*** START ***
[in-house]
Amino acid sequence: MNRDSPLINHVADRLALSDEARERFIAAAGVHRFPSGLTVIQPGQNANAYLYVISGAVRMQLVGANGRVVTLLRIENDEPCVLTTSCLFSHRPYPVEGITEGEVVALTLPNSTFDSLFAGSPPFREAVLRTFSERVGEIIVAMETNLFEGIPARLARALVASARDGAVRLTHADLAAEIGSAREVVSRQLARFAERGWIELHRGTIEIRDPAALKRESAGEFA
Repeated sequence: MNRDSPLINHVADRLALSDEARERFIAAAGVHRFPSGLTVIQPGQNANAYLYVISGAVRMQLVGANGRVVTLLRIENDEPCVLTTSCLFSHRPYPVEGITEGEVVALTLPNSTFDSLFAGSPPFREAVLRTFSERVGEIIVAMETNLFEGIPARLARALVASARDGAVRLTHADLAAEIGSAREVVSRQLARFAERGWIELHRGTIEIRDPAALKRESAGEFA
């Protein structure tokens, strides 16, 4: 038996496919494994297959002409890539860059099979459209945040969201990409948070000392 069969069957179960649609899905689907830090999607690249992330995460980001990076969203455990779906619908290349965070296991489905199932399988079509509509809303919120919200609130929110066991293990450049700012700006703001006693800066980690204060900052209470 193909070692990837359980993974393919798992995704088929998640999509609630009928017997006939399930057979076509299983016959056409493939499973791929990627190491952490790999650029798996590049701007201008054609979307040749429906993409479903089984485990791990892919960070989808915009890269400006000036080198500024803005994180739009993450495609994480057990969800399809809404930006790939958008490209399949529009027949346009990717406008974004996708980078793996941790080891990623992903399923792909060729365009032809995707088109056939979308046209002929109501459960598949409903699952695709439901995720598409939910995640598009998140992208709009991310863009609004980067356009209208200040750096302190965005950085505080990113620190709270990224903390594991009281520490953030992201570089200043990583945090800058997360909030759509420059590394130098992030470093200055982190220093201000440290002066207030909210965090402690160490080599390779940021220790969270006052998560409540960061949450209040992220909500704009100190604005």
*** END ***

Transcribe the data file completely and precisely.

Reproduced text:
[in-house]
Amino acid sequence: MNRDSPLINHVADRLALSDEARERFIAAAGVHRFPSGLTVIQPGQNANAYLYVISGAVRMQLVGANGRVVTLLRIENDEPCVLTTSCLFSHRPYPVEGITEGEVVALTLPNSTFDSLFAGSPPFREAVLRTFSERVGEIIVAMETNLFEGIPARLARALVASARDGAVRLTHADLAAEIGSAREVVSRQLARFAERGWIELHRGTIEIRDPAALKRESAGEFA
Repeated sequence: MNRDSPLINHVADRLALSDEARERFIAAAGVHRFPSGLTVIQPGQNANAYLYVISGAVRMQLVGANGRVVTLLRIENDEPCVLTTSCLFSHRPYPVEGITEGEVVALTLPNSTFDSLFAGSPPFREAVLRTFSERVGEIIVAMETNLFEGIPARLARALVASARDGAVRLTHADLAAEIGSAREVVSRQLARFAERGWIELHRGTIEIRDPAALKRESAGEFA
């Protein structure tokens, strides 16, 4: 038996496919494994297959002409890539860059099979459209945040969201990409948070000392 069969069957179960649609899905689907830090999607690249992330995460980001990076969203455990779906619908290349965070296991489905199932399988079509509509809303919120919200609130929110066991293990450049700012700006703001006693800066980690204060900052209470 193909070692990837359980993974393919798992995704088929998640999509609630009928017997006939399930057979076509299983016959056409493939499973791929990627190491952490790999650029798996590049701007201008054609979307040749429906993409479903089984485990791990892919960070989808915009890269400006000036080198500024803005994180739009993450495609994480057990969800399809809404930006790939958008490209399949529009027949346009990717406008974004996708980078793996941790080891990623992903399923792909060729365009032809995707088109056939979308046209002929109501459960598949409903699952695709439901995720598409939910995640598009998140992208709009991310863009609004980067356009209208200040750096302190965005950085505080990113620190709270990224903390594991009281520490953030992201570089200043990583945090800058997360909030759509420059590394130098992030470093200055982190220093201000440290002066207030909210965090402690160490080599390779940021220790969270006052998560409540960061949450209040992220909500704009100190604005």